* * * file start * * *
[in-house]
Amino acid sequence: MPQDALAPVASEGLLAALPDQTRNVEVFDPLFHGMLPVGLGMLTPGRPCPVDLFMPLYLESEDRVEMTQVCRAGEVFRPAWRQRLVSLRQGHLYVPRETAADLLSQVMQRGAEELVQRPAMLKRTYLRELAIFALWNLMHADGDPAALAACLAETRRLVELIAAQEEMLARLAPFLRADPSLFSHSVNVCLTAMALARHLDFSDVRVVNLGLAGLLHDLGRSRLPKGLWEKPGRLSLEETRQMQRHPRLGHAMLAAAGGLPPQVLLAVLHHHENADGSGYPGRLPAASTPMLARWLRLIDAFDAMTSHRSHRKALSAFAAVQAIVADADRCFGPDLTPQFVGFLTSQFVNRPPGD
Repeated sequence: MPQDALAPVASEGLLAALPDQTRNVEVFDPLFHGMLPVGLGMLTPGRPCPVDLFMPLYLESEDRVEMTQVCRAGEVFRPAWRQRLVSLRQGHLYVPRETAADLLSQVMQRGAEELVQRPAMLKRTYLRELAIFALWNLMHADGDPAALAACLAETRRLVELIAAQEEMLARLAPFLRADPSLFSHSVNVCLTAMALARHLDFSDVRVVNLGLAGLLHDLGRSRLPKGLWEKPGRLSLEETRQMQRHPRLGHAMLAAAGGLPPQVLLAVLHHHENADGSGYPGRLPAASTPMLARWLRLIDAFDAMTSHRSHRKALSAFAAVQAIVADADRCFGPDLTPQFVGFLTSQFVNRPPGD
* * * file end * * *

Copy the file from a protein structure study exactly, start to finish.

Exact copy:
[in-house]
Amino acid sequence: MPQDALAPVASEGLLAALPDQTRNVEVFDPLFHGMLPVGLGMLTPGRPCPVDLFMPLYLESEDRVEMTQVCRAGEVFRPAWRQRLVSLRQGHLYVPRETAADLLSQVMQRGAEELVQRPAMLKRTYLRELAIFALWNLMHADGDPAALAACLAETRRLVELIAAQEEMLARLAPFLRADPSLFSHSVNVCLTAMALARHLDFSDVRVVNLGLAGLLHDLGRSRLPKGLWEKPGRLSLEETRQMQRHPRLGHAMLAAAGGLPPQVLLAVLHHHENADGSGYPGRLPAASTPMLARWLRLIDAFDAMTSHRSHRKALSAFAAVQAIVADADRCFGPDLTPQFVGFLTSQFVNRPPGD
Repeated sequence: MPQDALAPVASEGLLAALPDQTRNVEVFDPLFHGMLPVGLGMLTPGRPCPVDLFMPLYLESEDRVEMTQVCRAGEVFRPAWRQRLVSLRQGHLYVPRETAADLLSQVMQRGAEELVQRPAMLKRTYLRELAIFALWNLMHADGDPAALAACLAETRRLVELIAAQEEMLARLAPFLRADPSLFSHSVNVCLTAMALARHLDFSDVRVVNLGLAGLLHDLGRSRLPKGLWEKPGRLSLEETRQMQRHPRLGHAMLAAAGGLPPQVLLAVLHHHENADGSGYPGRLPAASTPMLARWLRLIDAFDAMTSHRSHRKALSAFAAVQAIVADADRCFGPDLTPQFVGFLTSQFVNRPPGD